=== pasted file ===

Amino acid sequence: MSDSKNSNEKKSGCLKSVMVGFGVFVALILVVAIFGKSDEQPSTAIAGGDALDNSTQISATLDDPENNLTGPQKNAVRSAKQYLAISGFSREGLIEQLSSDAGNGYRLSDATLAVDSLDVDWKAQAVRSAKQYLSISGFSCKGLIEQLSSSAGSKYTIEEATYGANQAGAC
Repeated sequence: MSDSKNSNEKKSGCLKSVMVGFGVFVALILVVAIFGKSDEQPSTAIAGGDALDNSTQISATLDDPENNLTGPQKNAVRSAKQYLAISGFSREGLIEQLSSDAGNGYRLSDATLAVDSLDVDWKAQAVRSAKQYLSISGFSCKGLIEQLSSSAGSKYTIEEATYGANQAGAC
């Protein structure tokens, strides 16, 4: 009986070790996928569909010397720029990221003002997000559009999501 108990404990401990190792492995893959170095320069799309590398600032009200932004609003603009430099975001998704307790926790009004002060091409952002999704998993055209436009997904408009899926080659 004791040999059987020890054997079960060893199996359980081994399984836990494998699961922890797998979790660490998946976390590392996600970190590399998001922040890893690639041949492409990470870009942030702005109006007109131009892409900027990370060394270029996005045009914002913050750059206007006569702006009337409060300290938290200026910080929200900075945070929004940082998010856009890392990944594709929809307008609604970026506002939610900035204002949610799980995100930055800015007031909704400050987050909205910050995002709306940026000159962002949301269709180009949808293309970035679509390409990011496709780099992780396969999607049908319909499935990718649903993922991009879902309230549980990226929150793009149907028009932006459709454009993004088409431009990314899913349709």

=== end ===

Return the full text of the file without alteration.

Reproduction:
Amino acid sequence: MSDSKNSNEKKSGCLKSVMVGFGVFVALILVVAIFGKSDEQPSTAIAGGDALDNSTQISATLDDPENNLTGPQKNAVRSAKQYLAISGFSREGLIEQLSSDAGNGYRLSDATLAVDSLDVDWKAQAVRSAKQYLSISGFSCKGLIEQLSSSAGSKYTIEEATYGANQAGAC
Repeated sequence: MSDSKNSNEKKSGCLKSVMVGFGVFVALILVVAIFGKSDEQPSTAIAGGDALDNSTQISATLDDPENNLTGPQKNAVRSAKQYLAISGFSREGLIEQLSSDAGNGYRLSDATLAVDSLDVDWKAQAVRSAKQYLSISGFSCKGLIEQLSSSAGSKYTIEEATYGANQAGAC
């Protein structure tokens, strides 16, 4: 009986070790996928569909010397720029990221003002997000559009999501 108990404990401990190792492995893959170095320069799309590398600032009200932004609003603009430099975001998704307790926790009004002060091409952002999704998993055209436009997904408009899926080659 004791040999059987020890054997079960060893199996359980081994399984836990494998699961922890797998979790660490998946976390590392996600970190590399998001922040890893690639041949492409990470870009942030702005109006007109131009892409900027990370060394270029996005045009914002913050750059206007006569702006009337409060300290938290200026910080929200900075945070929004940082998010856009890392990944594709929809307008609604970026506002939610900035204002949610799980995100930055800015007031909704400050987050909205910050995002709306940026000159962002949301269709180009949808293309970035679509390409990011496709780099992780396969999607049908319909499935990718649903993922991009879902309230549980990226929150793009149907028009932006459709454009993004088409431009990314899913349709």